Now read what Dr. De Pinto writes. It's important to realize that she is a pediatrician, which makes her disregard for our children nothing short of chilling. It's astounding that a pediatrician who has written findings on Maryland childhood obesity for the CDC could wash her hands of our children's health so completely and focus her thoughts exclusively on political bureaucracy. Childhood obesity and its relationship to digital media use is an alarm sounded by major health organizations and universities nationwide. This is a public health issue, not a debate about curriculum.

Even her own colleague questions her position - look at the original email, below. Ms. Backe implies responsibility, and notes that they already write guidelines with the department of education (MSDE).  She asks, "How is it that OPHI is not involved in the creation of these guidelines?"

Excellent question, Ms. Backe.

Sadly there are more emails that show apathy for students from those who are supposed to protect them. This pediatrician, who is a long-standing top manager in the department, desperately tries to dodge any responsibility:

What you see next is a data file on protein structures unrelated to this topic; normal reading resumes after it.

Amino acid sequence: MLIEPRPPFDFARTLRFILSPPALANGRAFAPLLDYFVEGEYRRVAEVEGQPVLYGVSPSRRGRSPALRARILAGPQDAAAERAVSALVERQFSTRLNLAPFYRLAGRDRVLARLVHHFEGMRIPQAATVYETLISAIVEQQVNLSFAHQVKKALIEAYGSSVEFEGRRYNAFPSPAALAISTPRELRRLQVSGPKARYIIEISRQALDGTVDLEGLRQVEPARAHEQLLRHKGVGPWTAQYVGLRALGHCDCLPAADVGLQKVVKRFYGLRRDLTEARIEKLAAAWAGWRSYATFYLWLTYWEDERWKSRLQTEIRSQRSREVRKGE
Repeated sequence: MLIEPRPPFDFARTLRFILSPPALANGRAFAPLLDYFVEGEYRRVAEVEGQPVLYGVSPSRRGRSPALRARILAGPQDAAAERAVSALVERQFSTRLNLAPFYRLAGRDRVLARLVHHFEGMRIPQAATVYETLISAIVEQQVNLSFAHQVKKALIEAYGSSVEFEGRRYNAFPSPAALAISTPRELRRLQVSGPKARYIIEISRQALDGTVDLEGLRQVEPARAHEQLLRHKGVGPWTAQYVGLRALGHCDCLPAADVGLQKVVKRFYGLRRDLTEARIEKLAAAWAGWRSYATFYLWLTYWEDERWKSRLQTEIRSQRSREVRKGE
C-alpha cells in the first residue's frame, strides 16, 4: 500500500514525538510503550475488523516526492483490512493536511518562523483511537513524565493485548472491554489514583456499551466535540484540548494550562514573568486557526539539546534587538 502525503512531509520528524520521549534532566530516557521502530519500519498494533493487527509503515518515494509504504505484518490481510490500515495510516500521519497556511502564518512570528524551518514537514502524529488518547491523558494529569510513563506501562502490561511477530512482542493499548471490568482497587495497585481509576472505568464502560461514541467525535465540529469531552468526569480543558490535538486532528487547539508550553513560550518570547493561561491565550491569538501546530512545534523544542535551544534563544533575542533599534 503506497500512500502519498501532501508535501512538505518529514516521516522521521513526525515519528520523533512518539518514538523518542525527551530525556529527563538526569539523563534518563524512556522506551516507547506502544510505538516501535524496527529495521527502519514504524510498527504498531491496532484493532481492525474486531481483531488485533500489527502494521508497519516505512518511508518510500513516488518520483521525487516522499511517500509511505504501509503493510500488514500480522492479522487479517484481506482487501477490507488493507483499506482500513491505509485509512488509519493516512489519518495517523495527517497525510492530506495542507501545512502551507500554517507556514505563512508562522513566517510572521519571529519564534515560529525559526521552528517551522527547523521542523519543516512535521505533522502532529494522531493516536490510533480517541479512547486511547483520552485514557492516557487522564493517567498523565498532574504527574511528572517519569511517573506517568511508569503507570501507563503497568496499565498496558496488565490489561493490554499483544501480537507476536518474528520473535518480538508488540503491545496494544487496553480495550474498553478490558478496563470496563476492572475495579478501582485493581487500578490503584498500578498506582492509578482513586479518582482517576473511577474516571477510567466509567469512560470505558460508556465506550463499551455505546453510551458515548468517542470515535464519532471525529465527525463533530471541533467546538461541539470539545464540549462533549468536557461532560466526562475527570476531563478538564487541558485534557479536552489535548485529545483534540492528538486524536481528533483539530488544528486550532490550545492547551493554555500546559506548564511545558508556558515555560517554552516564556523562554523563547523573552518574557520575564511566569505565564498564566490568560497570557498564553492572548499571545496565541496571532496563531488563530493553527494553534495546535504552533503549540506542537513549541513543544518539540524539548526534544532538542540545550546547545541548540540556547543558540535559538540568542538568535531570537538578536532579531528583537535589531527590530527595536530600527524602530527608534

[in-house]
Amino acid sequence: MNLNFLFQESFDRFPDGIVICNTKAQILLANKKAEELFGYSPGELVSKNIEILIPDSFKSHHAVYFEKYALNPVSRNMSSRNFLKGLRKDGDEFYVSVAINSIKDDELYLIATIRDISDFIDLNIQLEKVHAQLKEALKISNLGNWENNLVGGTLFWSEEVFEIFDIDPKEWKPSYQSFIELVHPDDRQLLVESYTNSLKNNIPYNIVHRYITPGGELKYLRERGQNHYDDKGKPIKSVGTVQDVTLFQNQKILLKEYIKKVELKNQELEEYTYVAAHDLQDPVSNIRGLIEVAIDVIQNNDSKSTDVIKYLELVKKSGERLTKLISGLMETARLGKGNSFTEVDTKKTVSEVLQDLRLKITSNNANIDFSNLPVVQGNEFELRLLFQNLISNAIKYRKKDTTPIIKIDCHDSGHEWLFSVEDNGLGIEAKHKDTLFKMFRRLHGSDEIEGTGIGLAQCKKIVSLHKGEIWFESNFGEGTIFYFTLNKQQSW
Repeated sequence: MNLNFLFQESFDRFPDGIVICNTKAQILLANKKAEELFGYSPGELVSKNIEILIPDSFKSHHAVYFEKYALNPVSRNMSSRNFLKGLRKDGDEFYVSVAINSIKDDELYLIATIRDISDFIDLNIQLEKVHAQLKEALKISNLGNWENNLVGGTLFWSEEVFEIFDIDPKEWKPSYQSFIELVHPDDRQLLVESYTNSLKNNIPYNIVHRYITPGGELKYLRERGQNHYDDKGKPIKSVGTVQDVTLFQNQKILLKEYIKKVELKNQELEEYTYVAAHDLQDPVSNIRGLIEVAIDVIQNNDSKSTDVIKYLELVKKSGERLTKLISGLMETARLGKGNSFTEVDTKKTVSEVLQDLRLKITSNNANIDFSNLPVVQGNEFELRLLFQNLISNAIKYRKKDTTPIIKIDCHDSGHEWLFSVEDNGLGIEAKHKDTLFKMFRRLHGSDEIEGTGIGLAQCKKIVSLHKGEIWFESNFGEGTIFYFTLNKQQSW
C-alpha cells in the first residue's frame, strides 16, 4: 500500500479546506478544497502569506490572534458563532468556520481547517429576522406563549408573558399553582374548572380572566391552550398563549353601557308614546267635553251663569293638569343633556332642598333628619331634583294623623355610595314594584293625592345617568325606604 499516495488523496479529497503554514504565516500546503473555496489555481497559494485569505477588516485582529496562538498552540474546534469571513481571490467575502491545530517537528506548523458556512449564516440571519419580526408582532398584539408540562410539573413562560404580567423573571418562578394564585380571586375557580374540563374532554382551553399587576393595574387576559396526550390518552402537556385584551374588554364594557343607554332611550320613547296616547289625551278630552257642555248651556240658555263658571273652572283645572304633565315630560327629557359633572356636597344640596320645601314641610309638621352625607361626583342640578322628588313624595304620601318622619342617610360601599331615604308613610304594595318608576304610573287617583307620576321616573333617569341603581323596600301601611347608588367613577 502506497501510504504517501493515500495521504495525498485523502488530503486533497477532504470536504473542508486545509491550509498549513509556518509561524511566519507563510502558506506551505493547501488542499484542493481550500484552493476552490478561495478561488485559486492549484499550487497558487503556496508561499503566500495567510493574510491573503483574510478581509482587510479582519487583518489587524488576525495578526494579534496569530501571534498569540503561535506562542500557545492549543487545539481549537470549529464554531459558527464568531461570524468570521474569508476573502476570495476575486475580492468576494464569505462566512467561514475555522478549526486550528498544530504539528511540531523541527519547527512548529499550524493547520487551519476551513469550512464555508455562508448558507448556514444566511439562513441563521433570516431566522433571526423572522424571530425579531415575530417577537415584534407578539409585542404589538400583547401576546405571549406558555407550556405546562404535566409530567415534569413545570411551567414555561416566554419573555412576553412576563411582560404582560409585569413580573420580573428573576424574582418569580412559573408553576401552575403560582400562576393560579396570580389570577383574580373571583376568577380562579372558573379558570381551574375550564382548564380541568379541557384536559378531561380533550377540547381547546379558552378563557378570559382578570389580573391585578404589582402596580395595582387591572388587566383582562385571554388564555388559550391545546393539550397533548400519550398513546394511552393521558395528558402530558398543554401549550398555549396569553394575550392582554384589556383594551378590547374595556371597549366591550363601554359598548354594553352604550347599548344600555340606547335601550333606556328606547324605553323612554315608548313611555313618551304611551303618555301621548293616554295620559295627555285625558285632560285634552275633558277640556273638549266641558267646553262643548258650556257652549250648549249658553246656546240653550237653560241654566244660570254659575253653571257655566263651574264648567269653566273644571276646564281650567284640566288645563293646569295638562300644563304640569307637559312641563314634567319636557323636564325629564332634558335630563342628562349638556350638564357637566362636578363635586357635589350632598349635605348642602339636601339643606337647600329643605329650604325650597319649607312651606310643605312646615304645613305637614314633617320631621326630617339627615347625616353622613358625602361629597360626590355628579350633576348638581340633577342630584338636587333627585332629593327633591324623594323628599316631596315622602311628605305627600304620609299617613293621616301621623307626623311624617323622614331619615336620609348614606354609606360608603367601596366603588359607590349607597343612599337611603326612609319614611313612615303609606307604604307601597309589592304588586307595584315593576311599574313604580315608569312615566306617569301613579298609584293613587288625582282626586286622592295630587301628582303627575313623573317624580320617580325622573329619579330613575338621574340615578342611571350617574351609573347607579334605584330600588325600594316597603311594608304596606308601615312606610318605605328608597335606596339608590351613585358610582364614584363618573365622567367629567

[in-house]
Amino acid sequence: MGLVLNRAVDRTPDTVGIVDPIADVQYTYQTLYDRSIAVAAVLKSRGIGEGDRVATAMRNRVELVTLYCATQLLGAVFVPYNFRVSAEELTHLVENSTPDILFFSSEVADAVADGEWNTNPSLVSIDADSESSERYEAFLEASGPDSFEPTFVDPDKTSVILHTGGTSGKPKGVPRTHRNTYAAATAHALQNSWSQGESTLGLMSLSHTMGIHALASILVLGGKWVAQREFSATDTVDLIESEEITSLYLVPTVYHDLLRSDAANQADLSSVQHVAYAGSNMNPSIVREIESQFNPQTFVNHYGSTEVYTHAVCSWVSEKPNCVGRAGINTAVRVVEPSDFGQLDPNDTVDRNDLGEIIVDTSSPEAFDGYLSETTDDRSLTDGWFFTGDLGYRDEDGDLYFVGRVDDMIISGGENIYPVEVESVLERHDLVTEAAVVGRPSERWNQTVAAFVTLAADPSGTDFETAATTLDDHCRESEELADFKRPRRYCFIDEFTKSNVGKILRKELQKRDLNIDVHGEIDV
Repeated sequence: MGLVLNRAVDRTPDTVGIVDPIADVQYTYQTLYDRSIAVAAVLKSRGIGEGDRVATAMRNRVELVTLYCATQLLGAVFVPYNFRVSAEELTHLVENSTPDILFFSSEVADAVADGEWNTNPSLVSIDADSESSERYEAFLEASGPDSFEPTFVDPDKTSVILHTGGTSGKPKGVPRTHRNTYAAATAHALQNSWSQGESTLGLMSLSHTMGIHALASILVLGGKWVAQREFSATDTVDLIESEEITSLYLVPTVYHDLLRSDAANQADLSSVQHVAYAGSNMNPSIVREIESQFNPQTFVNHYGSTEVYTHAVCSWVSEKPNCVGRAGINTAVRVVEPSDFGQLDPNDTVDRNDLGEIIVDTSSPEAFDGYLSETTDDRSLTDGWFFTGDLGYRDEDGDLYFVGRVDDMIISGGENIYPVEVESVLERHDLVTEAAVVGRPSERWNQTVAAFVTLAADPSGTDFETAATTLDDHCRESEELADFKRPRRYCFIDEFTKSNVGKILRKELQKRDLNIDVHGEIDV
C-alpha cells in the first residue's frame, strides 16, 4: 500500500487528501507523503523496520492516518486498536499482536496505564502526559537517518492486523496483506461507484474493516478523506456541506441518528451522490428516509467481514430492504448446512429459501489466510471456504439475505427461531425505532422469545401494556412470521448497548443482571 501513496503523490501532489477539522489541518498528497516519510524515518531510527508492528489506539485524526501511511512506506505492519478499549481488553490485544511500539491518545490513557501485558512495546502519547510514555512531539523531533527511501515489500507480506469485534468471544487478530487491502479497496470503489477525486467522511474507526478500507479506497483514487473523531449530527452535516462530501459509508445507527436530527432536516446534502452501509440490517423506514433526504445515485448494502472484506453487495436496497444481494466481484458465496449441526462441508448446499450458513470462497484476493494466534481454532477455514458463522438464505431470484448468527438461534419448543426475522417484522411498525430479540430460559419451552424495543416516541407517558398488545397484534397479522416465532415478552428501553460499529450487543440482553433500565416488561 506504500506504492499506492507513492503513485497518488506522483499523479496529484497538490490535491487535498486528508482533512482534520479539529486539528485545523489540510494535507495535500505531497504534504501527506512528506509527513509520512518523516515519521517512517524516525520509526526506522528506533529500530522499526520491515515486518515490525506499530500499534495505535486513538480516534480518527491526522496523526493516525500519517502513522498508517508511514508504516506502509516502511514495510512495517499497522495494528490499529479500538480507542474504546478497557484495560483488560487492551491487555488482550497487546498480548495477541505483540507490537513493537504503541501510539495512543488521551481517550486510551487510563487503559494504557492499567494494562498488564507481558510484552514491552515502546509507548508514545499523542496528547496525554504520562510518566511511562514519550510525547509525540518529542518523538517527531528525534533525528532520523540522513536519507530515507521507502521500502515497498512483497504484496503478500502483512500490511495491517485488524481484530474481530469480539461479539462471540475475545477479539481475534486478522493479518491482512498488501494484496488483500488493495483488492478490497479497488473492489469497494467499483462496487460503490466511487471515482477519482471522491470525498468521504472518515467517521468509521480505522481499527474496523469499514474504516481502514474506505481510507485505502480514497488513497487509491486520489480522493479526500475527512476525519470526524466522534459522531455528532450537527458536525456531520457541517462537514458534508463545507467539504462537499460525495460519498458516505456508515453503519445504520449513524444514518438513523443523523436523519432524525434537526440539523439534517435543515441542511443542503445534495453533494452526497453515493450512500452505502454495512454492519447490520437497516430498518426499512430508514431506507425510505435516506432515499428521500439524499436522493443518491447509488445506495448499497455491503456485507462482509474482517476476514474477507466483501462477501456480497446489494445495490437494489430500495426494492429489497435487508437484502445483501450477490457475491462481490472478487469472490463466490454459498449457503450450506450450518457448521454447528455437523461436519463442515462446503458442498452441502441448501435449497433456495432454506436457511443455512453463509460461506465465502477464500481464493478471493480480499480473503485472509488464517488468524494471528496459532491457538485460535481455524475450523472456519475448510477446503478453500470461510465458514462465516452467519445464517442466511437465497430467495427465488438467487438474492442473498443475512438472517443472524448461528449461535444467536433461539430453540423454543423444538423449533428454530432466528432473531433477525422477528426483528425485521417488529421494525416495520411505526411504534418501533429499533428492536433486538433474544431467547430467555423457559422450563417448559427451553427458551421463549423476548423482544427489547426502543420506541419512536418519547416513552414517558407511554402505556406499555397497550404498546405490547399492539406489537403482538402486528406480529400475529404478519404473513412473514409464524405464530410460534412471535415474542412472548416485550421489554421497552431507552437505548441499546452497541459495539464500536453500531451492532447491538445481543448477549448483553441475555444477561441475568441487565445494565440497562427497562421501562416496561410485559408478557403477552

The answer to Dr. De Pinto's question came from the Environmental Health Board director. He requested $100,000 in consultation fees in a letter to the fiscal policy analyst reviewing HB866, claiming this bulging health department, replete with experts, needed to hire an outside consultant to craft digital device safety guidelines for Maryland students.

Details to follow.

Cindy Eckard

Tuesday, June 6, 2017

Public Information Act Request Results: 
State officials disregard children's health, seek political expedience

Over 25 Maryland lawmakers recently signed on as sponsors for legislation that would have required the state health department to create common sense guidelines to protect students from being harmed by hazardous school equipment: their digital devices. 

Using computers every day puts kids at risk for a variety of health issues - which has been scientifically documented for decades, by OSHA and other federal agencies. With the help of teachers' union leaders, the bills failed. But it wasn't just those few lawmakers; they had help from the health department, who was working hard to stay out of it, and dodge responsibility.

Since the close of the 

Much has happened since the close of the Maryland General Assembly session. Scientists who were looking into computer ergonomics and vision risks to students 30 years ago have been found. They tell the same story: we tried to stop this, but no one wanted to listen.